As we click and stumble through the looking glass of an increasingly digital world, customer support will increasingly become the company.
Even if the company has a retail presence and an advertising budget the size of China, as support touchpoints continue to multiply across phone, email, forums, live chat, social media and whatever technology is coming around the corner, so will the need to kindle human connections.
For many companies, support are the only employees a customer really knows. Conversely, those often belittled employees are often the only ones who truly know those customers. They directly influence a company’s success (or lack thereof). They turn customers into believers or non-believers. They are the ongoing customer experience.
Short-sighted thinking by most companies see customer support as a cost centre. So they’re happy to run it barebones in a third-world country with third-rate staff. Not even bothering to solve audio-redundancy issue on phone technology so the poor support person on the other end of the line sounds like they’re buried under rubble at the bottom of the sea. (Perhaps they are?)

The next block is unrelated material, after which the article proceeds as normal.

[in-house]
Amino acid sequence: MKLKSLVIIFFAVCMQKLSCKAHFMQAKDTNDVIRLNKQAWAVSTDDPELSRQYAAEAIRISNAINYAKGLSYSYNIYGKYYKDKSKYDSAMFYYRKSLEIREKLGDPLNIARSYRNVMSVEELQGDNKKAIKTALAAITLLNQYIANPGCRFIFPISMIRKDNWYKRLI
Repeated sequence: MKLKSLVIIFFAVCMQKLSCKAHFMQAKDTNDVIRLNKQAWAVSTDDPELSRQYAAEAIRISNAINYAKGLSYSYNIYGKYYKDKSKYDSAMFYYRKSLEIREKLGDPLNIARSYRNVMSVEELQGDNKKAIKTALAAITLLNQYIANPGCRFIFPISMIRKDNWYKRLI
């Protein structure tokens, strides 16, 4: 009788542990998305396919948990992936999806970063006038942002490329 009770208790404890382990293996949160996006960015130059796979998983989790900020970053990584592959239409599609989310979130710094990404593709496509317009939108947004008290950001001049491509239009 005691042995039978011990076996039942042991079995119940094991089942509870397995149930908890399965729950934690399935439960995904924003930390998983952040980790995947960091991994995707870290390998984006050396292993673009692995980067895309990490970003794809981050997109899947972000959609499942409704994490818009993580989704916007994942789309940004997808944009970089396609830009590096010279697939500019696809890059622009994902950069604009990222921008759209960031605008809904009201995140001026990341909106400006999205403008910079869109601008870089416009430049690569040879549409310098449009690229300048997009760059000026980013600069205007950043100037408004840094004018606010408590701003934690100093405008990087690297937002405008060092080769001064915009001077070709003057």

Why not invest in the best technology? Why not treat customer support like a profit centre that customers are eager to engage with? Why not call it something employees may actually want to dedicated their lives to?
Apple didn’t call their tech support customer support. They called it the Genius Bar - two words, nine letters and title caps made all the difference. Never underestimate the underlying power of words to create meaning, expectation and value.
What if support became the place where the most value is created? Where stories are gathered and shared? Where knowledge is forged?